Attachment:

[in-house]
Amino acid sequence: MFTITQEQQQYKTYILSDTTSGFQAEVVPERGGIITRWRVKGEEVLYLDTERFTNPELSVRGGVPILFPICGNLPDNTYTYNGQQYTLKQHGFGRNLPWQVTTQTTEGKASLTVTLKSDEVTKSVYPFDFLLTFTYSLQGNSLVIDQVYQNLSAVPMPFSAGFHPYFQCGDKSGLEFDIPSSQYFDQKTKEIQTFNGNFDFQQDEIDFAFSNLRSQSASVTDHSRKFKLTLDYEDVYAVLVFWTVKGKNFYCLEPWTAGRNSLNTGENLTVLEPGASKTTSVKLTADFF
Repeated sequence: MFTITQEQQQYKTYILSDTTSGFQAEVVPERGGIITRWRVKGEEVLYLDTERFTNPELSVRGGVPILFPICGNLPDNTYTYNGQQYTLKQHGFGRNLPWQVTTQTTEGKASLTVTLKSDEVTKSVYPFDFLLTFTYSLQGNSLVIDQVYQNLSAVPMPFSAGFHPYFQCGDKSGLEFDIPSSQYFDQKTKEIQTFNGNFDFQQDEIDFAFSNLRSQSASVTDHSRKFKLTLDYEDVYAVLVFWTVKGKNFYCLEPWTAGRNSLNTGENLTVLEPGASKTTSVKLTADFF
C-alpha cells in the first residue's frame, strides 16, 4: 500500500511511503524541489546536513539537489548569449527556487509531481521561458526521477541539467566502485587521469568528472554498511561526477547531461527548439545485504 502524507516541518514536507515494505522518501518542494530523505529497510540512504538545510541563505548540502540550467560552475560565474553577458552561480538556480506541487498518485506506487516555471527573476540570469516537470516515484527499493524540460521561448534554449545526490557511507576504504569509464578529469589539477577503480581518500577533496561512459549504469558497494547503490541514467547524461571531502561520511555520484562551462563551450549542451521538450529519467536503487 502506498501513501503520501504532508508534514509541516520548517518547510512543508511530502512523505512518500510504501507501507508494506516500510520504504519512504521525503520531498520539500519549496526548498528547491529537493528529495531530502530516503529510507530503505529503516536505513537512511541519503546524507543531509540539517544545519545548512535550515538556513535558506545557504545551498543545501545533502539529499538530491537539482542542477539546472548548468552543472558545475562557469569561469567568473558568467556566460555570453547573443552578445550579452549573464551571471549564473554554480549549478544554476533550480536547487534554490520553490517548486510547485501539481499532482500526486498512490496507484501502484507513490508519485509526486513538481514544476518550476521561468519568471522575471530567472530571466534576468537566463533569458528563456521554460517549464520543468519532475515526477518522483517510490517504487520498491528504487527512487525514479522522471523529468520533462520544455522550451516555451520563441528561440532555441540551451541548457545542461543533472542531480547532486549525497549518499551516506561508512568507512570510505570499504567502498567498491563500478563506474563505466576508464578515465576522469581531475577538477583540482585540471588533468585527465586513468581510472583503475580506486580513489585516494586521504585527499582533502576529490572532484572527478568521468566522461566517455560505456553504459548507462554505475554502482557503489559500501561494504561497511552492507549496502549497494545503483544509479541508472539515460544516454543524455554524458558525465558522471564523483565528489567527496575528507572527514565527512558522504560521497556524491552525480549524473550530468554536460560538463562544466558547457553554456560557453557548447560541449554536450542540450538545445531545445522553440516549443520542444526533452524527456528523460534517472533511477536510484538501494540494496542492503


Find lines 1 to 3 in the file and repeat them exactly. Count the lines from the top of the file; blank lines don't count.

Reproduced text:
[in-house]
Amino acid sequence: MFTITQEQQQYKTYILSDTTSGFQAEVVPERGGIITRWRVKGEEVLYLDTERFTNPELSVRGGVPILFPICGNLPDNTYTYNGQQYTLKQHGFGRNLPWQVTTQTTEGKASLTVTLKSDEVTKSVYPFDFLLTFTYSLQGNSLVIDQVYQNLSAVPMPFSAGFHPYFQCGDKSGLEFDIPSSQYFDQKTKEIQTFNGNFDFQQDEIDFAFSNLRSQSASVTDHSRKFKLTLDYEDVYAVLVFWTVKGKNFYCLEPWTAGRNSLNTGENLTVLEPGASKTTSVKLTADFF
Repeated sequence: MFTITQEQQQYKTYILSDTTSGFQAEVVPERGGIITRWRVKGEEVLYLDTERFTNPELSVRGGVPILFPICGNLPDNTYTYNGQQYTLKQHGFGRNLPWQVTTQTTEGKASLTVTLKSDEVTKSVYPFDFLLTFTYSLQGNSLVIDQVYQNLSAVPMPFSAGFHPYFQCGDKSGLEFDIPSSQYFDQKTKEIQTFNGNFDFQQDEIDFAFSNLRSQSASVTDHSRKFKLTLDYEDVYAVLVFWTVKGKNFYCLEPWTAGRNSLNTGENLTVLEPGASKTTSVKLTADFF